Of course, there’s other tools as well, such as CopyAI, which is used for copyrighting and has over 100 templates to use and has a focus on target audiences and can write for long form articles, social media content, website copy, e-commerce products, sales, blogs and more; or Rytr, which uses historical data and can write about sports, business, reviews, blog posts and technology and has tone, grammar and plagiarism checkers. All these tools differ slightly but in the end, they can write copy for your business, but what are the benefits and drawbacks?
AI tools are argued to be the future of copyrighting, as they can save time, while an article could take a human multiple hours to research and write this up into a coherent article, AI can do it in minutes. This will go on to save money and more be cost effective, because while the article will still have to be checked, this will be quicker than writing it from scratch.
As previously mentioned, some of these platforms also offer SEO checkers to make sure these articles will be beneficial to your website and ensure your article gets ranked highly on the search engine result pages. Combined with a plagiarism checker means you should be able to trust the output.
On the other hand, there have been many questions of the quality of the output of these platforms, let alone in the trustworthiness of the facts given, as there have been multiple counts of the data being given as inaccurate or just wrong as not every platform offers a plagiarism checker. Even once the article is posted online, Google’s algorithms have been known to devalue content based on its quality and being able to detect it was written by AI, so be careful to watch your rankings and ensure you’re not getting penalised for cutting corners.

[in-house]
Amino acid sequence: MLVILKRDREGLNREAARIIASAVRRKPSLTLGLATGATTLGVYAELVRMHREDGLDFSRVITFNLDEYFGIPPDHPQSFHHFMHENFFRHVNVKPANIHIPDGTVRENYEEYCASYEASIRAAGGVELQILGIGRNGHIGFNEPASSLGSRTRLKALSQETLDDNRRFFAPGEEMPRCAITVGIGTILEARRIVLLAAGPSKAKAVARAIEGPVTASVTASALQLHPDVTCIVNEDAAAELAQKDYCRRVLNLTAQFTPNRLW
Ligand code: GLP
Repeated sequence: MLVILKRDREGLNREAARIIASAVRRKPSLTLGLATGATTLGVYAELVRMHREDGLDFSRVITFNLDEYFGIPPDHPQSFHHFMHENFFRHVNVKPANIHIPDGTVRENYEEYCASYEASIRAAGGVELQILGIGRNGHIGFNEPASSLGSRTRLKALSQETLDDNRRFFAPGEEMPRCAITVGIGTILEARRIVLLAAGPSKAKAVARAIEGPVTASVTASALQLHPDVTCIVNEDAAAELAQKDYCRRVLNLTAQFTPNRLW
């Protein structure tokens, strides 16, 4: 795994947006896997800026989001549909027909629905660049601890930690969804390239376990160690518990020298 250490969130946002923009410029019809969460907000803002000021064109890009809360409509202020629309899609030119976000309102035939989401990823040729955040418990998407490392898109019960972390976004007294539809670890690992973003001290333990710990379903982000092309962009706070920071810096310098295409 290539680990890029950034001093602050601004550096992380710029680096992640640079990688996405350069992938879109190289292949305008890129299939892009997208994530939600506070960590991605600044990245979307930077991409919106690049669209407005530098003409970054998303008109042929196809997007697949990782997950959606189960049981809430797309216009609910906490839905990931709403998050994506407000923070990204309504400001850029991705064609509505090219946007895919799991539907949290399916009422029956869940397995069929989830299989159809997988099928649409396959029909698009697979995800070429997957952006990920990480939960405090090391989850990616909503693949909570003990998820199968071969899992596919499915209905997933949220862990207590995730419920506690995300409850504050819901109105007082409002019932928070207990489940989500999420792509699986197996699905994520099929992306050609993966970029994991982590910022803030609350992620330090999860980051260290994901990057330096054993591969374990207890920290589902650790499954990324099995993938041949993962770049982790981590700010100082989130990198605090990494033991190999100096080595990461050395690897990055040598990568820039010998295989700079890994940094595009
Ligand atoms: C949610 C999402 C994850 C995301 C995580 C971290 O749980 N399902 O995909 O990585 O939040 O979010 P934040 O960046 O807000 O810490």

Furthermore, these AI tools are designed to be an assistant to your workflow, not be an outsourcing solution. By outsourcing, we, as a society, run the risk of losing the skill of copyrighting as we depend more heavily on AI doing the work for us. This lack of originality and creativity will be felt in other areas as well, as social media or website content creation becomes computer generated to combat this lack of skill.
It’s all very well pointing out the consequences of these tools, but when they are used appropriately, how are they helping us to improve our work output? Article writing and title generation is an obvious, but it’s also been used to create email subject lines and social media captions. And that’s not all, AI has its benefits in the office, but students are also jumping on the bandwagon. This is not without its faults as well because AI generally only has one way of phrasing sentences, phrasing that may not be used by the average teenager, which makes it easier for teachers to notice when students are using the tool.
As you can see, each use for the tool may have short term benefits, but long term we can run into problems. One of them being Google’s plagiarism checker. While platforms such as Surfer has a plagiarism checker, not all of them do and this can result in Google penalising your content and consequently your website. Currently Google doesn’t mark you down for AI writing, but if this writing is low quality, then you will see your rankings drop.
In conclusion, AI writing clearly isn’t going anywhere and will continue to be debated. Content creation may have found a shortcut, but when edited and improved on by people, does it really save that much time? I guess that’s down to individual opinion.